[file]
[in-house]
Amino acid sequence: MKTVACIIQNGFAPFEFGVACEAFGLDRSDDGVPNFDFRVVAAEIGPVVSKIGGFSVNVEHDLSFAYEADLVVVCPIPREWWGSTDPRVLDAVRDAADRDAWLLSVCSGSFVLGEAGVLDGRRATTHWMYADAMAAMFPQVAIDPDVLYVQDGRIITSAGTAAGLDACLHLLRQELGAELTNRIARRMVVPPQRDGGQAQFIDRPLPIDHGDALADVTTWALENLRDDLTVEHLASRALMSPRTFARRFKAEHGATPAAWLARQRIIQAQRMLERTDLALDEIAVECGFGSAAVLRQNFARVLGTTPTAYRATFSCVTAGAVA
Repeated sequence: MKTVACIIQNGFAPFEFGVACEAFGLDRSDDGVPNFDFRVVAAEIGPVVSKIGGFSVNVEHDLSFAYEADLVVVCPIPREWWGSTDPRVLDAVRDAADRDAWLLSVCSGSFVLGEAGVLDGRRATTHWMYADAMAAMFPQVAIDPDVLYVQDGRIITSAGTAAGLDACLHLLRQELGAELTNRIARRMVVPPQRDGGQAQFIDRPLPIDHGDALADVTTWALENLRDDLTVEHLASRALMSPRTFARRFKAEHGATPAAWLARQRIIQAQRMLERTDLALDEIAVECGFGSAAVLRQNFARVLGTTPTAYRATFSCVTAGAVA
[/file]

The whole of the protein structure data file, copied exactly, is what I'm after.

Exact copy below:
[in-house]
Amino acid sequence: MKTVACIIQNGFAPFEFGVACEAFGLDRSDDGVPNFDFRVVAAEIGPVVSKIGGFSVNVEHDLSFAYEADLVVVCPIPREWWGSTDPRVLDAVRDAADRDAWLLSVCSGSFVLGEAGVLDGRRATTHWMYADAMAAMFPQVAIDPDVLYVQDGRIITSAGTAAGLDACLHLLRQELGAELTNRIARRMVVPPQRDGGQAQFIDRPLPIDHGDALADVTTWALENLRDDLTVEHLASRALMSPRTFARRFKAEHGATPAAWLARQRIIQAQRMLERTDLALDEIAVECGFGSAAVLRQNFARVLGTTPTAYRATFSCVTAGAVA
Repeated sequence: MKTVACIIQNGFAPFEFGVACEAFGLDRSDDGVPNFDFRVVAAEIGPVVSKIGGFSVNVEHDLSFAYEADLVVVCPIPREWWGSTDPRVLDAVRDAADRDAWLLSVCSGSFVLGEAGVLDGRRATTHWMYADAMAAMFPQVAIDPDVLYVQDGRIITSAGTAAGLDACLHLLRQELGAELTNRIARRMVVPPQRDGGQAQFIDRPLPIDHGDALADVTTWALENLRDDLTVEHLASRALMSPRTFARRFKAEHGATPAAWLARQRIIQAQRMLERTDLALDEIAVECGFGSAAVLRQNFARVLGTTPTAYRATFSCVTAGAVA